Software Engineering Experimentation

Basic of R Language and RStudio [En]

Estatística Computacional (PtBr) – Universidade Federal do Paraná


[Ref] A Systematic Literature Review on Fault Prediction Performance in Software Engineering

Background: The accurate prediction of where faults are likely to occur in code can help direct test effort, reduce costs, and improve the quality of software. Objective: We investigate how the context of models, the independent variables used, and the modeling techniques applied influence the performance of fault prediction models. Method: We used a systematic literature review to identify 208 fault prediction studies published from January 2000 to December 2010. We synthesize the quantitative and qualitative results of 36 studies which report sufficient contextual and methodological information according to the criteria we develop and apply. Results: The models that perform well tend to be based on simple modeling techniques such as Naive Bayes or Logistic Regression. Combinations of independent variables have been used by models that perform well. Feature selection has been applied to these combinations when models are performing particularly well. Conclusion: The methodology used to build models seems to be influential to predictive performance. Although there are a set of fault prediction studies in which confidence is possible, more studies are needed that use a reliable methodology and which report their context, methodology, and performance comprehensively.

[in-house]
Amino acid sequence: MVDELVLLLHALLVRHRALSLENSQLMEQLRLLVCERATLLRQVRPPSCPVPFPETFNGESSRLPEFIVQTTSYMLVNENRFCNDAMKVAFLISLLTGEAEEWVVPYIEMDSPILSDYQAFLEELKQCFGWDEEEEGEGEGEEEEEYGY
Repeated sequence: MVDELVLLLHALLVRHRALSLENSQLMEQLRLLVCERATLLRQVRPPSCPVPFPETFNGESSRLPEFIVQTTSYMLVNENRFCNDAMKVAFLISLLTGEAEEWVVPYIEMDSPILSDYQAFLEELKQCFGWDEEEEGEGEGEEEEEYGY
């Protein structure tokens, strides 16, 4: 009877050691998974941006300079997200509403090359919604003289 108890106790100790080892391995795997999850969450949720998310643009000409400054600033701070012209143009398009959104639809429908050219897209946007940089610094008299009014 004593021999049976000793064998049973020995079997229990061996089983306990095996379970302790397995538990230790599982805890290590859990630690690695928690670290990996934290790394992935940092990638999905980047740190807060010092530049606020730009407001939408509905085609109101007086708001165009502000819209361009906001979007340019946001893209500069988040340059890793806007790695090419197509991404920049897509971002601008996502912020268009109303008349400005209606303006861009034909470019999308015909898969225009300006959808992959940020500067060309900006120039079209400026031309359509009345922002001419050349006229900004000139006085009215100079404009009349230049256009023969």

This paper appears in: Software Engineering, IEEE Transactions on, Issue Date: Nov.-Dec. 2012, Written by: Hall, T.; Beecham, S.; Bowes, D.; Gray, D.; Counsell, S.

© 2012 IEEE

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[Ref] Preliminary guidelines for empirical research in software engineering

Empirical software engineering research needs research guidelines to improve the research and reporting processes. We propose a preliminary set of research guidelines aimed at stimulating discussion among software researchers. They are based on a review of research guidelines developed for medical researchers and on our own experience in doing and reviewing software engineering research. The guidelines are intended to assist researchers, reviewers, and meta-analysts in designing, conducting, and evaluating empirical studies. Editorial boards of software engineering journals may wish to use our recommendations as a basis for developing guidelines for reviewers and for framing policies for dealing with the design, data collection, and analysis and reporting of empirical studies.

This paper appears in: Software Engineering, IEEE Transactions on , Issue Date: Year Needed , Written by: Kitchenham, Barbara A.; Pfleeger, Shari Lawrence; Pickard, Lesley M.; Jones, Peter W.; Hoaglin, David C.; El Emam, Khaled; Rosenberg, Jarrett

©2002 IEEE

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